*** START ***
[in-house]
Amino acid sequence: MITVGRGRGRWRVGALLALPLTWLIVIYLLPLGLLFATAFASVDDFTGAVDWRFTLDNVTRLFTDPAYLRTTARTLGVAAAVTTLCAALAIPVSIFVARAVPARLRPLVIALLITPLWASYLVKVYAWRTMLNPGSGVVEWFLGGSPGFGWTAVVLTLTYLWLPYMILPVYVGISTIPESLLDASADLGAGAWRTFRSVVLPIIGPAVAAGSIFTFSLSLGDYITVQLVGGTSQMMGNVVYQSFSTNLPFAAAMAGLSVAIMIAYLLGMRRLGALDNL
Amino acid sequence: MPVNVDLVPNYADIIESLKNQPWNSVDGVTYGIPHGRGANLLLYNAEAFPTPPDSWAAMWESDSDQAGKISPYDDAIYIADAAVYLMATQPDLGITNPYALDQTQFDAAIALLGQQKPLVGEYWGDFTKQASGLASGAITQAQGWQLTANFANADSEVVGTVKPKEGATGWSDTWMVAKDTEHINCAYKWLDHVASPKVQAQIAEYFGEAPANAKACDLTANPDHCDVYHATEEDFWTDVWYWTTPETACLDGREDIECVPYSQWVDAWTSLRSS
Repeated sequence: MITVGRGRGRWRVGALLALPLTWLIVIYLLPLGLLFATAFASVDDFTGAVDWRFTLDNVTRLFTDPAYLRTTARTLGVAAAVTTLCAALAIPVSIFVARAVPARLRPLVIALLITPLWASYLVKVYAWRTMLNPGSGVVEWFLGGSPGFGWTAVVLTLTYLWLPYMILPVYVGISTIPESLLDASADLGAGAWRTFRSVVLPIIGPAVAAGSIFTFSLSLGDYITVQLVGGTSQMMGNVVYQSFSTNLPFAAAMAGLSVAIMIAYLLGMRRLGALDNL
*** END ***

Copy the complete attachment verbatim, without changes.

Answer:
[in-house]
Amino acid sequence: MITVGRGRGRWRVGALLALPLTWLIVIYLLPLGLLFATAFASVDDFTGAVDWRFTLDNVTRLFTDPAYLRTTARTLGVAAAVTTLCAALAIPVSIFVARAVPARLRPLVIALLITPLWASYLVKVYAWRTMLNPGSGVVEWFLGGSPGFGWTAVVLTLTYLWLPYMILPVYVGISTIPESLLDASADLGAGAWRTFRSVVLPIIGPAVAAGSIFTFSLSLGDYITVQLVGGTSQMMGNVVYQSFSTNLPFAAAMAGLSVAIMIAYLLGMRRLGALDNL
Amino acid sequence: MPVNVDLVPNYADIIESLKNQPWNSVDGVTYGIPHGRGANLLLYNAEAFPTPPDSWAAMWESDSDQAGKISPYDDAIYIADAAVYLMATQPDLGITNPYALDQTQFDAAIALLGQQKPLVGEYWGDFTKQASGLASGAITQAQGWQLTANFANADSEVVGTVKPKEGATGWSDTWMVAKDTEHINCAYKWLDHVASPKVQAQIAEYFGEAPANAKACDLTANPDHCDVYHATEEDFWTDVWYWTTPETACLDGREDIECVPYSQWVDAWTSLRSS
Repeated sequence: MITVGRGRGRWRVGALLALPLTWLIVIYLLPLGLLFATAFASVDDFTGAVDWRFTLDNVTRLFTDPAYLRTTARTLGVAAAVTTLCAALAIPVSIFVARAVPARLRPLVIALLITPLWASYLVKVYAWRTMLNPGSGVVEWFLGGSPGFGWTAVVLTLTYLWLPYMILPVYVGISTIPESLLDASADLGAGAWRTFRSVVLPIIGPAVAAGSIFTFSLSLGDYITVQLVGGTSQMMGNVVYQSFSTNLPFAAAMAGLSVAIMIAYLLGMRRLGALDNL